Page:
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Spokane, Washington  Est. May 19, 1883
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News >  Crime/Public Safety

Spokane man lost under Palouse Falls

UPDATED: Sun., April 22, 2018

Palouse Falls drops into a deep gorge in rural Adams County Tuesday, May 30, 2017. The remote scenic spot is a state park and popular stop for tourists, geologists and others interested in geographical features. (Jesse Tinsley / The Spokesman-Review)
Palouse Falls drops into a deep gorge in rural Adams County Tuesday, May 30, 2017. The remote scenic spot is a state park and popular stop for tourists, geologists and others interested in geographical features. (Jesse Tinsley / The Spokesman-Review)

A swimmer is missing and presumed dead after Franklin County sheriff’s deputies say he did not surface from the water under Palouse Falls.

At about 5:30 p.m. Saturday, Franklin County dispatch received 911 calls that a 23-year-old man from Spokane was sucked under the raging waterfall while swimming with his friends, deputies wrote in a news release.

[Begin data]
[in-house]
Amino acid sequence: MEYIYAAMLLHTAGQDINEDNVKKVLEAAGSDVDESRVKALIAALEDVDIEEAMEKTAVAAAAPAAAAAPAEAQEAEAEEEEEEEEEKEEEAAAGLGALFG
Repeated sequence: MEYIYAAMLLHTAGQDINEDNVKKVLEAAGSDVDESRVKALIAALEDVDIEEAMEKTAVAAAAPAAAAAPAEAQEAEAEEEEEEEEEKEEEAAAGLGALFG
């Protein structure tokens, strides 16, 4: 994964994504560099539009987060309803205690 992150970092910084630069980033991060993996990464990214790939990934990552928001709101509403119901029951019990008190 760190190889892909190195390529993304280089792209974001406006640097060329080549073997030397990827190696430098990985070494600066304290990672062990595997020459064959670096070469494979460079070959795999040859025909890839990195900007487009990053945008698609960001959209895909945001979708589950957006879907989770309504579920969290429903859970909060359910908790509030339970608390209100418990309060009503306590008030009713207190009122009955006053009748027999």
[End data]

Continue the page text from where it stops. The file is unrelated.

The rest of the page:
Two of the men, both in their early 20s, were also sucked under due to the strong current but were able to resurface. They both made it back to shore and were evaluated on scene by medical staff and were not injured.

As of Sunday afternoon, the 23-year-old has not been located.

Last year at the end of Memorial Day weekend, 25-year-old Cade Prophet was killed when he slipped and fell from a cliff and into a river just above the falls. His body was recovered a day later on May 30.

Since 1975, there have been at least two other confirmed fatalities at Palouse Falls State Park, according to a search of The Spokesman-Review archives.

On June 6, 1975, a woman slipped and fell about 500 feet to her death while sightseeing. Authorities said then that her death appeared accidental.

On June 17, 1985, a man drowned and another suffered back fractures after the two jumped from a rock outcropping at the top of the falls into the base. The mother of the deceased 22-year-old said the death was not a suicide attempt, nor was it accidental since her son liked to “live on the edge.”

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